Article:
At home and abroad, women played their part
In December 1941 Conscription was introduced in Britain for unmarried women between the ages of 18 and 38. They had a choice of going into the Women’s service, civil defence or industry. Nursing, fundraising and administration were the other areas of work opened to civilians.
Lillian Bader (above) was born in Liverpool. Her father was from Barbados and had served with the royal Navy, her mother was white. By the age of 9 she had lost both her parents and was sent to live in a convent. Lillian joined the Women’s auxiliary Air Force (WAAF) in 1941, and was promoted to the rank of Acting Corporal. During the war she met and married Ramsay Bader, a black British soldier. The couple had two sons and she later trained to be a teacher.
Read more about Lillian’s war time experience in: West Indian Women at War – British Racism in WWII, ISBN – 0-85315-743 X, Publishers: Lawrence & Wishart. Suppliers, New Beacon Books
Military Service – Overseas Recruitment
The Auxiliary Territorial service (ATS) gave women the chance to serve in the army both in the UK and overseas. Outside the UK it was particularly active in the Caribbean and Palestine.
In India, the Women’s Auxiliary Corps (WACI) was the equivalent to the (ATS)
The RAF formed the Women’s Auxiliary Air Force (WAAF) and also enlisted women both in the UK and overseas. Local recruitment offices were set up in the Middle East and from 1942 onwards, recruits were taken from Egyptian, Palestinian, Jewish, Assyrian, Greek and Cypriot communities.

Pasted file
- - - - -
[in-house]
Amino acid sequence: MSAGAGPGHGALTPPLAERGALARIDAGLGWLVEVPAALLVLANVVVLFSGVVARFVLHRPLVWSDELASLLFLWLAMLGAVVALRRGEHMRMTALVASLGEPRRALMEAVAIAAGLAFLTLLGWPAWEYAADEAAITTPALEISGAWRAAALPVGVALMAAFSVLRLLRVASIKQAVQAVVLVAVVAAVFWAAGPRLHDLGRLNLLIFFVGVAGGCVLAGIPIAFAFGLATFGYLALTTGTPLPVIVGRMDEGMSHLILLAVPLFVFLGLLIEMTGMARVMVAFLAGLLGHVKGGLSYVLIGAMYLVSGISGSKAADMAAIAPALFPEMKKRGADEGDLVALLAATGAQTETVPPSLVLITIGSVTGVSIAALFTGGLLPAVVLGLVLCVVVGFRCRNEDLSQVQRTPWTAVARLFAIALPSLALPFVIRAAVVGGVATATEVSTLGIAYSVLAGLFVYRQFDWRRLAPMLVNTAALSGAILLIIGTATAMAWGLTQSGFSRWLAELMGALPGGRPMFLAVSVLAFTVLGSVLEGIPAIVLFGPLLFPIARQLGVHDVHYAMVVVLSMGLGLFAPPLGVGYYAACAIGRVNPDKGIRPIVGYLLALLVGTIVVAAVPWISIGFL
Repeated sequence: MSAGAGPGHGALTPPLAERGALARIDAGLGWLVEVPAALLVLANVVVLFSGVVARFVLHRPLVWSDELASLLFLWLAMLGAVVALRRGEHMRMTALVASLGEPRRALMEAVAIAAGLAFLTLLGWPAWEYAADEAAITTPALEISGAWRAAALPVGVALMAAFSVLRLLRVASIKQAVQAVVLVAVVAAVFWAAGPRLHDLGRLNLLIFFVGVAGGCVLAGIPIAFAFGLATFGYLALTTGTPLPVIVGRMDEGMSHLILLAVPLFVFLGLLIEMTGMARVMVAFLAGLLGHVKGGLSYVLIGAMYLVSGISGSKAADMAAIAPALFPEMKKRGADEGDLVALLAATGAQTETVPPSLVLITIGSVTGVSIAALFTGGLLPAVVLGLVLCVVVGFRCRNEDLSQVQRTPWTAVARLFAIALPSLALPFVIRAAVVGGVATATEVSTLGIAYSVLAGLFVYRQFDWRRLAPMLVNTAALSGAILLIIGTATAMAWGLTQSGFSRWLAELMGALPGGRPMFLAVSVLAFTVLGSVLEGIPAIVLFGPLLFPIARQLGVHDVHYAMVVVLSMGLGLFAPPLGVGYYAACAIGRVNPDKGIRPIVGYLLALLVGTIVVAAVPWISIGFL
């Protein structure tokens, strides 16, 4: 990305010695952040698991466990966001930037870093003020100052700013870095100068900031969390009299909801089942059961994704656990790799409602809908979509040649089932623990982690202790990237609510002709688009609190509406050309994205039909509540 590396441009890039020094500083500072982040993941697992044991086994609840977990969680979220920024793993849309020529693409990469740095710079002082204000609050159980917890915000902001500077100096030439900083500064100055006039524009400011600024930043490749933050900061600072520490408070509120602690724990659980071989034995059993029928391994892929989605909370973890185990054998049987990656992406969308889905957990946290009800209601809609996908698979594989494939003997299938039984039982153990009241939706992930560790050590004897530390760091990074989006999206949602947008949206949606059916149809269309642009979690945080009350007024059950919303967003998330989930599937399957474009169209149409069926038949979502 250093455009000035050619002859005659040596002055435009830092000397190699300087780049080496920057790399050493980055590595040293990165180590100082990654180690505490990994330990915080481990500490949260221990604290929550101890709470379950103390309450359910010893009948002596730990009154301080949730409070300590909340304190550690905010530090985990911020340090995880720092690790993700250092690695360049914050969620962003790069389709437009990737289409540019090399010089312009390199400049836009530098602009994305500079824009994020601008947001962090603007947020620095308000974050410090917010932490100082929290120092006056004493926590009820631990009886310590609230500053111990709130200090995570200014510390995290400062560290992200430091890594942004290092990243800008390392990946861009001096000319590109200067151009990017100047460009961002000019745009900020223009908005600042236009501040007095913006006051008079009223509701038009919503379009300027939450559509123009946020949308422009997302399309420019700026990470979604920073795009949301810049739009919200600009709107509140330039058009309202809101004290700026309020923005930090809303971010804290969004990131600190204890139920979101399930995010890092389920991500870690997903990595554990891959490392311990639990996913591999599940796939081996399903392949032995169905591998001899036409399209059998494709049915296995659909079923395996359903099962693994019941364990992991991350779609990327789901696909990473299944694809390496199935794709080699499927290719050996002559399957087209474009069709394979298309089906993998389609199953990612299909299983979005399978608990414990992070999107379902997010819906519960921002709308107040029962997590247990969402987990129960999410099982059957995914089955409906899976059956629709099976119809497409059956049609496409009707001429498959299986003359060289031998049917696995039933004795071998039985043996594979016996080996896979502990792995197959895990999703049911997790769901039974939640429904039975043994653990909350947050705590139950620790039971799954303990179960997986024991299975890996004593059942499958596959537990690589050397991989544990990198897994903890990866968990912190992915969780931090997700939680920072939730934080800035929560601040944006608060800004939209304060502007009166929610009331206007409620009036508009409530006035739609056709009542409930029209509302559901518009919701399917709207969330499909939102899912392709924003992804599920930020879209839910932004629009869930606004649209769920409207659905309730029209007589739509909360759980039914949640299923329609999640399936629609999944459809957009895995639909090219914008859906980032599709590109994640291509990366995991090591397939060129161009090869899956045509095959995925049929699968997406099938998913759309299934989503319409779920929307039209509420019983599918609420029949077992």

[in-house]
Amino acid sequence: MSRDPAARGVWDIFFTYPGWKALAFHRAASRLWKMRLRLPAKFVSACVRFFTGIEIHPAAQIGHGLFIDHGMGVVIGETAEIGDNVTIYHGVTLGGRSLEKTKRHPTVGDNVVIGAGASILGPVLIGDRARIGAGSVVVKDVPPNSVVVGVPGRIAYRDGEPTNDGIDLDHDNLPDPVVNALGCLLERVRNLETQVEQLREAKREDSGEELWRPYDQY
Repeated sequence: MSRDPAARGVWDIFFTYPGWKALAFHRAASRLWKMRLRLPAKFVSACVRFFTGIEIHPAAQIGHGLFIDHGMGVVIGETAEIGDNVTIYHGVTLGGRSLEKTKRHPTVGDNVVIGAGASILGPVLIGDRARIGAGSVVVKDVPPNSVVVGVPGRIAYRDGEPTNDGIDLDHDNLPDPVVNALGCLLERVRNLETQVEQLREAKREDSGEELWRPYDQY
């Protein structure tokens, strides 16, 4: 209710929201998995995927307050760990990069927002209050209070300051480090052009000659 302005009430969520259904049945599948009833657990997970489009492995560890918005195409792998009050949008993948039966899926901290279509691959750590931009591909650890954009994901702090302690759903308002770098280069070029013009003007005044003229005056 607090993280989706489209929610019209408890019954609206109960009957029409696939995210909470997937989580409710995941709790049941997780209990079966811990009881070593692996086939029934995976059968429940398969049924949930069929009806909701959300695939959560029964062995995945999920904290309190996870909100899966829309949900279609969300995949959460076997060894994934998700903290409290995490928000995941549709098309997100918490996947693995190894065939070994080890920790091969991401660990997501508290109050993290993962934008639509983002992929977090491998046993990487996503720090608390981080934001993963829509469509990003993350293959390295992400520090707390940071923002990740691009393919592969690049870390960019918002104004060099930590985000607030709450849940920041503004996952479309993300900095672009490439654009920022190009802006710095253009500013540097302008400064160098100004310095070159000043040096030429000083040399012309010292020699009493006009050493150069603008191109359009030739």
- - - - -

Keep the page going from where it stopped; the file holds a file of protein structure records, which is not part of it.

In 1942 India introduced the Women’s Royal Indian Naval Service (WRINS)
At first women from the colonies were mostly employed to do clerical work within the forces. However, with time other areas of work became opened to them. (Drivers, orderlies, store women and cooks)
From the islands of the West Indies, 600 women were recruited into the ATS. Of this number, 300 remained stationed in the Caribbean. Two hundred were posted to America and 100 served in the UK.
Women of Palapye, Botswana knitting for the Navy
American entertainer – Mona Baptise
“England was our mother country and when Germany declared war against her…. that was fatal and we wanted to go in and help her because she’s our mother…. It’s as simple as that.”
Connie Marks, Jamaican ATS. (Source: A Ship and a Prayer, by Stephan Bourne)
The women of India go to war
Indian women had active roles in WWII
Often when we think of women from India and the sub-continent it brings to mind images of suppression and limited social contacts. Therefore, it is all the more remarkable to see the active roles that these women played and their contributions to the war efforts.
In addition to military services, large numbers of Indian women also worked behind the scenes, on the land, and in military supplies units.
In remembrance of those who died in both World Wars from the Indian sub continent, Africa and the Caribbean, in November 2002 a set of Commemorative Gates were put up in Hyde Park.
Image at the top: Noorunisa Inayat Khan is sometimes described as the Indian princess who became a British secret agent. See Black History Bootleg India in WWII